The drive from Salt Lake City to the Nevada border feels like a ride in a not-too-seaworthy sailboat. Long-haul rigs blast past me, leaving my rickety little four-door swaying in their wakes. The flat, briny waters of the Great Salt Lake reach south toward the highway, threatening to rise up and reclaim their ancient territory. Under the gray, early afternoon skies, the few ports-of-call look abandoned, and I nervously inspect my gas gauge.
Wendover, an urban island split by the state line, is my
temporary refuge from the storm. Brassy casinos poke up from the
Nevada side of town, overshadowing the more demure architecture
next door in Utah. Just a few blocks to the south, an abandoned Air
Force base reaches into the salt flats, its buildings
disintegrating into the sandpapery Great Basin wind.
follow the directions I found on the Internet: left at the Shell
station, over the railroad tracks, left at the first sign, right at
the second sign.
The directions end, and I’m inside
the old airbase, confronted by a row of anonymous barracks. I feel
like I’m about to get caught, though for what I have no idea.
Finally, I see a small metal sign near the door of one building.
I’ve found the Center for Land Use Interpretation, and
I’m ready for all the interpretation I can find.
The Center is self-service: I punch in the combination on the door
and push inside. Hospital-green paint peels from the walls, and the
desert light filters through dirty windows. It’s an odd
setting for a museum, but that’s exactly what this is.
Carefully labeled, neatly mounted photographs fill the
two long, white exhibit panels running down the room. There are
photos of the Bingham Pit in western Utah, the second-largest
open-pit copper mine in North America; the "Tree of Utah," an
87-foot-tall concrete tree on the interstate between Wendover and
the Great Salt Lake; the remains of the Black Rock Beach resort,
which once stood on the shores of the Great Salt Lake; and the
Topaz War Relocation Center, a Great Basin prison camp that held
90,000 Japanese-Americans during World War II.
photographs have only two things in common: They were all taken
within a few hundred miles of this crumbling airbase, and the
scenes they depict are all part of what the Center for Land Use
Interpretation calls the "built landscape" of the Great Basin.
CLUI (rhymes with gooey) is based in Los Angeles, where
its small staff and extensive photo archive share a building with
the equally oddball Museum of Jurassic Technology. CLUI staffers
spend much of their time on the road, photographing and documenting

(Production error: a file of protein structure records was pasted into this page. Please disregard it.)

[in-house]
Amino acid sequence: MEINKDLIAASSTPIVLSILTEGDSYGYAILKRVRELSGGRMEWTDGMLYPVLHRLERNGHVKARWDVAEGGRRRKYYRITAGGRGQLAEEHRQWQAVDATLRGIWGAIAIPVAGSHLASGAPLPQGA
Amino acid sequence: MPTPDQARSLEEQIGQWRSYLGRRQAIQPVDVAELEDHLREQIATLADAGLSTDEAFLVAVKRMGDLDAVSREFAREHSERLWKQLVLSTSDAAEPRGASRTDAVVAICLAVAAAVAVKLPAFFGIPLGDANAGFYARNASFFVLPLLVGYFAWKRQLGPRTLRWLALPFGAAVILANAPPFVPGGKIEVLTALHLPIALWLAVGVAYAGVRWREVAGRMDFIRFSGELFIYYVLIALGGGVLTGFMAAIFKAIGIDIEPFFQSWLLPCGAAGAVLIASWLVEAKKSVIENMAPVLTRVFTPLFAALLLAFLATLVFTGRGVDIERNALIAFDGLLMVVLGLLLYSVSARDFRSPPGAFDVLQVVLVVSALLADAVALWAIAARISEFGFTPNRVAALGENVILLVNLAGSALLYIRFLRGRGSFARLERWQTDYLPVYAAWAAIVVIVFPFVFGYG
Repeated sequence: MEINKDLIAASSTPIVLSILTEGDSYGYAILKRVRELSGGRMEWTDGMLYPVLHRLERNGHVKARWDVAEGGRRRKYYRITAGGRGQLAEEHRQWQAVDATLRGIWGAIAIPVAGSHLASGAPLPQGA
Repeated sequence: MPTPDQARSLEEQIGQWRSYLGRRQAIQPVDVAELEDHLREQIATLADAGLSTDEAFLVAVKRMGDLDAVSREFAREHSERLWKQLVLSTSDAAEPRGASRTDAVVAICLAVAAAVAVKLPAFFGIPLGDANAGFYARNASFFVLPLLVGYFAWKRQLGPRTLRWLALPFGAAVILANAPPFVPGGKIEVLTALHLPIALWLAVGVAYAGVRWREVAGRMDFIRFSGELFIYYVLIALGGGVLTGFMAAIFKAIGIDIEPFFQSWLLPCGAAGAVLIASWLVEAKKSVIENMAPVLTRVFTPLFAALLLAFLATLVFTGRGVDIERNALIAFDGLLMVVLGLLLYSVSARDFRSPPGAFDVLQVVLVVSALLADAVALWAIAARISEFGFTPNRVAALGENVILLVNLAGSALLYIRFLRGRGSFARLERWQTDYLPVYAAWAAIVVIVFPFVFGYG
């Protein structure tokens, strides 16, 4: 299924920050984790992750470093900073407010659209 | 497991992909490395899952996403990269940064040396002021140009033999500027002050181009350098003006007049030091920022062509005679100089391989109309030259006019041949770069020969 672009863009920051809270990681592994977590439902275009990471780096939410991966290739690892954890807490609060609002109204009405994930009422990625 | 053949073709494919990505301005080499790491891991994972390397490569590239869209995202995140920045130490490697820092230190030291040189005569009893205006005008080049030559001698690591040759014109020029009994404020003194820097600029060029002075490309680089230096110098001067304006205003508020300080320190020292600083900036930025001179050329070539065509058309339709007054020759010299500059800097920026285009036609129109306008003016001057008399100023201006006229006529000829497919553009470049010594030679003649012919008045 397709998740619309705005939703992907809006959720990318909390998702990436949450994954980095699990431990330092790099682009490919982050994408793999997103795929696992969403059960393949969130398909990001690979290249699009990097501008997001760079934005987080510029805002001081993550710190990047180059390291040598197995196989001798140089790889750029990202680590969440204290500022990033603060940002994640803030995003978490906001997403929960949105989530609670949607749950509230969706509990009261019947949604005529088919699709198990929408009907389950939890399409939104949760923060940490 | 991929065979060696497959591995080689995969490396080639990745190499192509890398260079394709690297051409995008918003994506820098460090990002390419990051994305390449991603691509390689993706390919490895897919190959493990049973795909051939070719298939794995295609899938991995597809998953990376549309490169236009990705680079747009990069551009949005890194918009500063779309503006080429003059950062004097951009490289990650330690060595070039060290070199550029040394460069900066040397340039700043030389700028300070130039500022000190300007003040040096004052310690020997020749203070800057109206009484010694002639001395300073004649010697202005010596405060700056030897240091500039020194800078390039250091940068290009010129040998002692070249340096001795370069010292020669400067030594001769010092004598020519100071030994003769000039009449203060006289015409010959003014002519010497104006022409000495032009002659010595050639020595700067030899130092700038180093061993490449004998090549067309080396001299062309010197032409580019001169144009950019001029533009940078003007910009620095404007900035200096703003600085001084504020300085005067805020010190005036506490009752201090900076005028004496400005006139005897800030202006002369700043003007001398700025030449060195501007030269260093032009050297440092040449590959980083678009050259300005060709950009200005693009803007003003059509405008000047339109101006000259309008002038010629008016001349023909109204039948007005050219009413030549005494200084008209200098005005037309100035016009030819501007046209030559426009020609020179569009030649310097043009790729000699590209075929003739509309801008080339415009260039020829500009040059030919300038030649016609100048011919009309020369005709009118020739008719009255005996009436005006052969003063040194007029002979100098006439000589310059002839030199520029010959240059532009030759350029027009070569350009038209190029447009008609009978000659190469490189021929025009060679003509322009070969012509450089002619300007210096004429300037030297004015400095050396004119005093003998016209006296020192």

the large and small human transformations of the environment. They
run bus tours for people curious about military test ranges and
open-pit mines, and they invite artists to spend time in and around
Wendover. The artists-in-residence live in a trailer on the old
airbase; they photograph the region’s monuments and ruins,
create collages of sounds recorded in the desert, or build winged
sculptures that roll gently around the salt flats.
director and cofounder Matt Coolidge wants the Wendover museum,
built in 1995, to be the first in a network of "remote sites" run
by the center. "We’re trying to paint a national portrait,"
he says. "Like, how does one hazardous waste site compare to others
in the country? How many are there, and where are they? We think if
people can see a few more things, understand a few more things,
they’ll feel more involved in the world."
There’s a reason why the group chose the divided desert town
of Wendover for its first exhibit hall, he says. People often see
the stark peaks and valleys of the Great Basin as both ugly and
beautiful, at once a pristine wilderness and an industrial dumping
ground. It’s in such lonely, paradoxical territory that CLUI
most likes to operate.
"People say we’re more
interested in back space — rural space — than in urban
space," says Coolidge. "But really, everything is urban. Rural
areas are just urban areas diluted by space. They attract things
that would not be tolerated in a dense urban network."
would be easy to assume that CLUI is a group of citified artists,
eager to make dark fun of the Great Basin’s toxic
misfortunes. But Coolidge’s tone, and the tone of the exhibit
in Wendover, are almost perfectly serious. The museum does showcase
the Basin’s kookiness, its wanderers and its cranks, but it
also documents the region’s environmental and social
disasters. The photos of massive mines and incinerators and test
sites, crowded together in a single small building, help dissolve
the space that normally dilutes them, the space that makes each
acceptable to passing drivers. The museum’s attitude may be
cool and aloof, but the feelings it inspires are not. Here’s
the sum of what we’ve done to this place, these photos seem
to say. What do you think?
Later in the afternoon, I
drive out toward the Bonneville Speedway, where daredevil racecar
drivers regularly set land-speed records. The two-lane road to the
Speedway ends abruptly, a dark, rickety pier in the blinding salt
flat. If there’s an end to the built landscape, I think, this
must be it. This must be the border. But the car ahead of me
pauses, then bumps gently over the asphalt edge, disappearing into
a white storm of salt.